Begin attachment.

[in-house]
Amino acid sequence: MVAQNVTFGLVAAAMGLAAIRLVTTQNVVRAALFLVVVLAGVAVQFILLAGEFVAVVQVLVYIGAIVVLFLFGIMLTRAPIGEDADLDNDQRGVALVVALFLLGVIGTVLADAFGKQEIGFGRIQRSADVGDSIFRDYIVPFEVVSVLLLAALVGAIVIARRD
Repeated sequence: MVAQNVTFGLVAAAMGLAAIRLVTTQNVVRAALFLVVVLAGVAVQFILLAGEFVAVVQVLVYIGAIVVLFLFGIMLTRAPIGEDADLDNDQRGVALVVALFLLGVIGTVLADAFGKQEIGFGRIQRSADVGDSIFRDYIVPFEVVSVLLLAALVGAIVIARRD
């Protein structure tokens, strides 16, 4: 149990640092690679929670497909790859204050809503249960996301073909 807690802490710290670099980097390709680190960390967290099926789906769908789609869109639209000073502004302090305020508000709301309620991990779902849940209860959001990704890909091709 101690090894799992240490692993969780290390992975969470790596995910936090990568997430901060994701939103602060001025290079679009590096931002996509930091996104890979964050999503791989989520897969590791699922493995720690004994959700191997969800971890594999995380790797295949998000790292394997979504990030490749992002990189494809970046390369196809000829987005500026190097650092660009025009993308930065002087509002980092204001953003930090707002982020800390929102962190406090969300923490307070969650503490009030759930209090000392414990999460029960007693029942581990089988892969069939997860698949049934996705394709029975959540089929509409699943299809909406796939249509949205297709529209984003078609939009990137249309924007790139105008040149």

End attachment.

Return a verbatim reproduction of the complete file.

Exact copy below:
[in-house]
Amino acid sequence: MVAQNVTFGLVAAAMGLAAIRLVTTQNVVRAALFLVVVLAGVAVQFILLAGEFVAVVQVLVYIGAIVVLFLFGIMLTRAPIGEDADLDNDQRGVALVVALFLLGVIGTVLADAFGKQEIGFGRIQRSADVGDSIFRDYIVPFEVVSVLLLAALVGAIVIARRD
Repeated sequence: MVAQNVTFGLVAAAMGLAAIRLVTTQNVVRAALFLVVVLAGVAVQFILLAGEFVAVVQVLVYIGAIVVLFLFGIMLTRAPIGEDADLDNDQRGVALVVALFLLGVIGTVLADAFGKQEIGFGRIQRSADVGDSIFRDYIVPFEVVSVLLLAALVGAIVIARRD
């Protein structure tokens, strides 16, 4: 149990640092690679929670497909790859204050809503249960996301073909 807690802490710290670099980097390709680190960390967290099926789906769908789609869109639209000073502004302090305020508000709301309620991990779902849940209860959001990704890909091709 101690090894799992240490692993969780290390992975969470790596995910936090990568997430901060994701939103602060001025290079679009590096931002996509930091996104890979964050999503791989989520897969590791699922493995720690004994959700191997969800971890594999995380790797295949998000790292394997979504990030490749992002990189494809970046390369196809000829987005500026190097650092660009025009993308930065002087509002980092204001953003930090707002982020800390929102962190406090969300923490307070969650503490009030759930209090000392414990999460029960007693029942581990089988892969069939997860698949049934996705394709029975959540089929509409699943299809909406796939249509949205297709529209984003078609939009990137249309924007790139105008040149």